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Serum S-adenosylmethionine, but not methionine, increases in response to overfeeding in humans


BACKGROUND: Plasma concentration of the methyl donor S-adenosylmethionine (SAM) is linearly associated with body mass index (BMI) and fat mass. As SAM is a high-energy compound and a sensor of cellular nutrient status, we hypothesized that SAM would increase with overfeeding. METHODS: Forty normal to overweight men and women were overfed by 1250 kcal per day for 28 days. RESULTS: Serum SAM increased from 106 to 130 nmol/l (P=0.006). In stratified analysis, only those with weight gain above the median (high-weight gainers; average weight gain 3.9+/-0.3 kg) had increased SAM (+42%, P=0.001), whereas low-weight gainers (weight gain 1.5+/-0.2 kg) did not (Pinteraction=0.018). Overfeeding did not alter serum concentrations of the SAM precursor, methionine or the products, S-adenosyl-homocysteine and homocysteine. The SAM/SAH (S-adenosylhomocysteine) ratio was unchanged in the total population, but increased in high-weight gainers (+52%, P=0.006, Pinteraction =0.005). Change in SAM correlated positively with change in weight (r=0.33, P=0.041) and fat mass (r=0.44, P=0.009), but not with change in protein intake or plasma methionine, glucose, insulin or low-density lipoprotein (LDL)-cholesterol. CONCLUSION: Overfeeding raised serum SAM in proportion to the fat mass gained. The increase in SAM may help stabilize methionine levels, and denotes a responsiveness of SAM to nutrient state in humans. The role of SAM in human energy metabolism deserves further attention.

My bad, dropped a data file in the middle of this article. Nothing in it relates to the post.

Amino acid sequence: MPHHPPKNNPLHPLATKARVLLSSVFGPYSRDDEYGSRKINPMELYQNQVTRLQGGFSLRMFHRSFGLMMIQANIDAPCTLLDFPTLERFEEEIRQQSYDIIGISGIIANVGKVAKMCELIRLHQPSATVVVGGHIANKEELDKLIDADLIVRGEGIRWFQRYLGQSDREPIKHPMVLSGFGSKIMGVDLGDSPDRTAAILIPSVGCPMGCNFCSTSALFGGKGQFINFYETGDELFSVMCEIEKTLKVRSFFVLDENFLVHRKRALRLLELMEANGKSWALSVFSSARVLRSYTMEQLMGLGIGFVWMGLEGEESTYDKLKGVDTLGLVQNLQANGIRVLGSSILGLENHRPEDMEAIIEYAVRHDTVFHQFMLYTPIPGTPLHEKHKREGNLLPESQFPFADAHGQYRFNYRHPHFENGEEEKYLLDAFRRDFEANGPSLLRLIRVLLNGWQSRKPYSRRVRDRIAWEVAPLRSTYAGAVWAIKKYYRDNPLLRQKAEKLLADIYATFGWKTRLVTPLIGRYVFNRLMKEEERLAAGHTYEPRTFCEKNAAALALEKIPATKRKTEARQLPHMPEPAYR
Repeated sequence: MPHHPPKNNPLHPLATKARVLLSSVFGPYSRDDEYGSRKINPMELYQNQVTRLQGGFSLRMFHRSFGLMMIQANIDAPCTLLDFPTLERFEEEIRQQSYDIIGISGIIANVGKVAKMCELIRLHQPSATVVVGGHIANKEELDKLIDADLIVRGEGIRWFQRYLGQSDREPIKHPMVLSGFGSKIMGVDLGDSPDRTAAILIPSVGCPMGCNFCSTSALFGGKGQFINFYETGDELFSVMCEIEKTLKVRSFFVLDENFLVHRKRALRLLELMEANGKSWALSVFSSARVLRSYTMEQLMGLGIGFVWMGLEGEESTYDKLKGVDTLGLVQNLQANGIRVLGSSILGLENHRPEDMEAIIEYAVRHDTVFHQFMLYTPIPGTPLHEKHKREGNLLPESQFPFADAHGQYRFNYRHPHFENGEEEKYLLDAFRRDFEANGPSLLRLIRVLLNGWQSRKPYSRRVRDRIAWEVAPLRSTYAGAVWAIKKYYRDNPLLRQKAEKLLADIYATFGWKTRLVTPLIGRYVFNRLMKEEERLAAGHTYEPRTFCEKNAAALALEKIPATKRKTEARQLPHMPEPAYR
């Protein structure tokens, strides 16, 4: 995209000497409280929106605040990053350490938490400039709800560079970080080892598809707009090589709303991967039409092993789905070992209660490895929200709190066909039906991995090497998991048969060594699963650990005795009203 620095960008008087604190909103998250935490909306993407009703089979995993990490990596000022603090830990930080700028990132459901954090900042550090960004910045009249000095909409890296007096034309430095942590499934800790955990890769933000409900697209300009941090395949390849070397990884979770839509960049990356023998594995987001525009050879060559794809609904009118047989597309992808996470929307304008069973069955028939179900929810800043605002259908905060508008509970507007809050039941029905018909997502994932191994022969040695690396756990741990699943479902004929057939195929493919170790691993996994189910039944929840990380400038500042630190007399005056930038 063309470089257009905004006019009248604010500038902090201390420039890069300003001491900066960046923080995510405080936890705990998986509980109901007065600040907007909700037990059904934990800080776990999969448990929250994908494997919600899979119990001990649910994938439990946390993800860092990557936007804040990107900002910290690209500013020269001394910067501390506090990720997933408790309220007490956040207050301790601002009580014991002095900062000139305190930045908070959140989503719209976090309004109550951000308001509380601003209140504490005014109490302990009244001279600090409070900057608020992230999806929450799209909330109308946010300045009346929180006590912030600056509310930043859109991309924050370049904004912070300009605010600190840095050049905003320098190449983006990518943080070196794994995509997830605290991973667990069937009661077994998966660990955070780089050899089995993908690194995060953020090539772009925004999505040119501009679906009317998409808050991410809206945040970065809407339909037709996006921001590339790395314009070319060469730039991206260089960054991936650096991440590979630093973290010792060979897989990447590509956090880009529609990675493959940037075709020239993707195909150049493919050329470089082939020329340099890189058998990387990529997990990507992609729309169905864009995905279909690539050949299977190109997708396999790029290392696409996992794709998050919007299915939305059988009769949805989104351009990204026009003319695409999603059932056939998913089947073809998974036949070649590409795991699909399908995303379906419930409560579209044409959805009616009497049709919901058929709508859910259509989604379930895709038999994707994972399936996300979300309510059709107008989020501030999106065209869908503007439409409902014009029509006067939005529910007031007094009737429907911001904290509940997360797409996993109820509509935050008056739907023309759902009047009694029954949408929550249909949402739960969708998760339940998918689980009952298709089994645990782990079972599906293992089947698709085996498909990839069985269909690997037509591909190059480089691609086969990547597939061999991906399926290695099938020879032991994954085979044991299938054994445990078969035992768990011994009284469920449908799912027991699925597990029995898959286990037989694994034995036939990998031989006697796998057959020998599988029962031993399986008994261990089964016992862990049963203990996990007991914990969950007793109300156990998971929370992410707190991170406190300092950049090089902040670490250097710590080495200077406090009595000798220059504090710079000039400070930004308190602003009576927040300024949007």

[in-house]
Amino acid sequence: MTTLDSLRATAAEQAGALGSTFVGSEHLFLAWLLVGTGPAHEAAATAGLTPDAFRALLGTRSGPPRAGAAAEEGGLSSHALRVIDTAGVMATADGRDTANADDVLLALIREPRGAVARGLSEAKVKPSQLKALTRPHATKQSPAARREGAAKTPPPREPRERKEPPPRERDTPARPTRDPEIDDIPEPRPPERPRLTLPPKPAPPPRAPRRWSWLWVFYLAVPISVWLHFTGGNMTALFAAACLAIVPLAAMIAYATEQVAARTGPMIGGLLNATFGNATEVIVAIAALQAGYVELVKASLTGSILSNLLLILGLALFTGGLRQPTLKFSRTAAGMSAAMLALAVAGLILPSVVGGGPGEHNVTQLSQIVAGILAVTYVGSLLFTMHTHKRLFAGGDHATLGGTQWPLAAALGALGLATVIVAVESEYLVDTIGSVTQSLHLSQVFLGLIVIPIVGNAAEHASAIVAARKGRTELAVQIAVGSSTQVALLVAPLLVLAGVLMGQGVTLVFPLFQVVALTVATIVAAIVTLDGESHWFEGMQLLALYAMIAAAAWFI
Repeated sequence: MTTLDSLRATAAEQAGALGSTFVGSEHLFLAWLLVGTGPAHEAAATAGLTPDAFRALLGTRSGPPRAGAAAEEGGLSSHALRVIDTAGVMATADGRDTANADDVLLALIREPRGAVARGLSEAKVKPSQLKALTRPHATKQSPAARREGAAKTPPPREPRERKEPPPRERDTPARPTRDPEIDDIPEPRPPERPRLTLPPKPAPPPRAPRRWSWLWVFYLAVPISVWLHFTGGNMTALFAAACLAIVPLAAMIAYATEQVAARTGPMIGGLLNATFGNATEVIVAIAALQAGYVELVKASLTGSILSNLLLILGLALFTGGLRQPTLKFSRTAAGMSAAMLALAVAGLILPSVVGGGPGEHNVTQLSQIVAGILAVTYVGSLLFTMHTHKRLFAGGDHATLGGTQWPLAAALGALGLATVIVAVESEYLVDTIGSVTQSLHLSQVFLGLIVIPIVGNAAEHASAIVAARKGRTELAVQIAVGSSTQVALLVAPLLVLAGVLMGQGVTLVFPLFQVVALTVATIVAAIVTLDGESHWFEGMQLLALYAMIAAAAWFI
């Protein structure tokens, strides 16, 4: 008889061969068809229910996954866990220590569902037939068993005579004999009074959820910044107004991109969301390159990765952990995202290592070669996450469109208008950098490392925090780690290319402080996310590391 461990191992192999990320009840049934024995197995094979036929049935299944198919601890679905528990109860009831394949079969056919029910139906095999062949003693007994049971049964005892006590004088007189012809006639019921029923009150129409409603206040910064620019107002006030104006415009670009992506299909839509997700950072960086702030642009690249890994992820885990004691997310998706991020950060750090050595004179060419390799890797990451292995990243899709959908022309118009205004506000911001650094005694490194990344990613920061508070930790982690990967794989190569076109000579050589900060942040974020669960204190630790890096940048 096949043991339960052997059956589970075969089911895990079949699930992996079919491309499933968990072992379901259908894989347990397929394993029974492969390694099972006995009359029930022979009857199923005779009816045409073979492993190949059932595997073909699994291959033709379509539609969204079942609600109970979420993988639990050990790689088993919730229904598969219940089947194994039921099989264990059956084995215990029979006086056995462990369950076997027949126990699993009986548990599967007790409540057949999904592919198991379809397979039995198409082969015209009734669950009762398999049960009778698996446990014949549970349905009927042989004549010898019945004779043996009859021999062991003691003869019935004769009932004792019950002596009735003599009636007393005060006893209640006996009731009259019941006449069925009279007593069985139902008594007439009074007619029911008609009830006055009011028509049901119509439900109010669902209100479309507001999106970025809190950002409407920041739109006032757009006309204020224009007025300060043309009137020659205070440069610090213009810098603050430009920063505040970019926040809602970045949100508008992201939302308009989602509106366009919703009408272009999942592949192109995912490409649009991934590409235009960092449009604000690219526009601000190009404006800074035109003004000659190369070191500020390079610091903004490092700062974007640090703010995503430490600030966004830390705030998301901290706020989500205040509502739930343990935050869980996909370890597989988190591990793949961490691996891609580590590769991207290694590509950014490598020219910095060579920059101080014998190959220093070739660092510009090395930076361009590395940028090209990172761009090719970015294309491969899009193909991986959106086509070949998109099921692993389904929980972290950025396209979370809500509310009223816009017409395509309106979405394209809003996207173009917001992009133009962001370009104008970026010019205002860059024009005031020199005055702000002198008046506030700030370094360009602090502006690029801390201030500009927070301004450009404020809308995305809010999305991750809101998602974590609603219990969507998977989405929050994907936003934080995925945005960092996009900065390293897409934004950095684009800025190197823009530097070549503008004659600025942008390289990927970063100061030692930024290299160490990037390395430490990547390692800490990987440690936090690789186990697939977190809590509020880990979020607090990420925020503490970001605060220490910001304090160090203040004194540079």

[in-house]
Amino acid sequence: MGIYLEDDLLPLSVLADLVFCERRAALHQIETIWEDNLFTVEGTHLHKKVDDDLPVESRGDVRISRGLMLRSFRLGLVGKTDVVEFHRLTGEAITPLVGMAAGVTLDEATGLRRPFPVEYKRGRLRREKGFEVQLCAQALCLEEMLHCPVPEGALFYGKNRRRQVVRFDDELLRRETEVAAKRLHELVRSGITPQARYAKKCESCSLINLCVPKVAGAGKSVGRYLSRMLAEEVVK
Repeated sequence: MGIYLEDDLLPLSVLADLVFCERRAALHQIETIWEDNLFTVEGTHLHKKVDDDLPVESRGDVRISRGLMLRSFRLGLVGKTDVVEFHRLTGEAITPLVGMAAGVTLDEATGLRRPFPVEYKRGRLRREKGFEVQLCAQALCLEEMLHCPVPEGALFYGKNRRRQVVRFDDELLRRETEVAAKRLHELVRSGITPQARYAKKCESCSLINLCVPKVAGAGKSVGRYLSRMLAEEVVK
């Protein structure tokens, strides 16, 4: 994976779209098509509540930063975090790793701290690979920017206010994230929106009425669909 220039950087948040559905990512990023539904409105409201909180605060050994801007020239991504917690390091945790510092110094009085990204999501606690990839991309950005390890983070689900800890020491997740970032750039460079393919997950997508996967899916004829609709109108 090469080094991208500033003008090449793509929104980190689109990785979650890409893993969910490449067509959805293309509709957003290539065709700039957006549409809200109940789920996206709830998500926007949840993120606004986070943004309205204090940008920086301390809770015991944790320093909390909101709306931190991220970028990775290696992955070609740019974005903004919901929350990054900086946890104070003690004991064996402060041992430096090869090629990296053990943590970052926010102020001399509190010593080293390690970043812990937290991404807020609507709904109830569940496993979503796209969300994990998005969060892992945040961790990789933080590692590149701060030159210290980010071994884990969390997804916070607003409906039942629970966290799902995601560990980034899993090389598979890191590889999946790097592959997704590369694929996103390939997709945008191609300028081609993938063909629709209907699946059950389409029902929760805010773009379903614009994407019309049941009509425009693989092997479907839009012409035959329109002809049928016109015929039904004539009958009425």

Type Journal
ISBN 2044-4052 (Electronic) 2044-4052 (Linking)
Authors Elshorbagy, A. K. ; Jerneren, F. ; Samocha-Bonet, D. ; Refsum, H. ; Heilbronn, L. K.;
Publisher Name Nutrition & Diabetes
Published Date 2016-01-01
Published Volume 6
Published Pages e192
Status Published in-print
URL link to publisher's version
OpenAccess link to author's accepted manuscript version